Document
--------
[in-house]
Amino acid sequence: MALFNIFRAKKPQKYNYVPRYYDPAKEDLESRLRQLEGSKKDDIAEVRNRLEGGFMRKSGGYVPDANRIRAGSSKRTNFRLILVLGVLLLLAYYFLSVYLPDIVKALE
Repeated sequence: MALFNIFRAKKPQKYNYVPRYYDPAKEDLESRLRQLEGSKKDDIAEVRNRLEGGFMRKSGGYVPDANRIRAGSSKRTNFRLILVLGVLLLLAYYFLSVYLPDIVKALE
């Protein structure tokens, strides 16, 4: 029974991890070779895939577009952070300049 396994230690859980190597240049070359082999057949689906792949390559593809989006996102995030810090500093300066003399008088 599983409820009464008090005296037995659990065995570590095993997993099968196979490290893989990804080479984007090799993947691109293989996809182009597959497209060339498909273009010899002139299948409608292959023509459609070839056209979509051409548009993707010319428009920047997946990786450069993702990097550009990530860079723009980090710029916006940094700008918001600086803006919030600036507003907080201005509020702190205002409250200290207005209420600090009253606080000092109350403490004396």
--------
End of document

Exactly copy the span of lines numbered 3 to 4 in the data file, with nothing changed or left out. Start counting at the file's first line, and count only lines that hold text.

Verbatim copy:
Repeated sequence: MALFNIFRAKKPQKYNYVPRYYDPAKEDLESRLRQLEGSKKDDIAEVRNRLEGGFMRKSGGYVPDANRIRAGSSKRTNFRLILVLGVLLLLAYYFLSVYLPDIVKALE
């Protein structure tokens, strides 16, 4: 029974991890070779895939577009952070300049 396994230690859980190597240049070359082999057949689906792949390559593809989006996102995030810090500093300066003399008088 599983409820009464008090005296037995659990065995570590095993997993099968196979490290893989990804080479984007090799993947691109293989996809182009597959497209060339498909273009010899002139299948409608292959023509459609070839056209979509051409548009993707010319428009920047997946990786450069993702990097550009990530860079723009980090710029916006940094700008918001600086803006919030600036507003907080201005509020702190205002409250200290207005209420600090009253606080000092109350403490004396």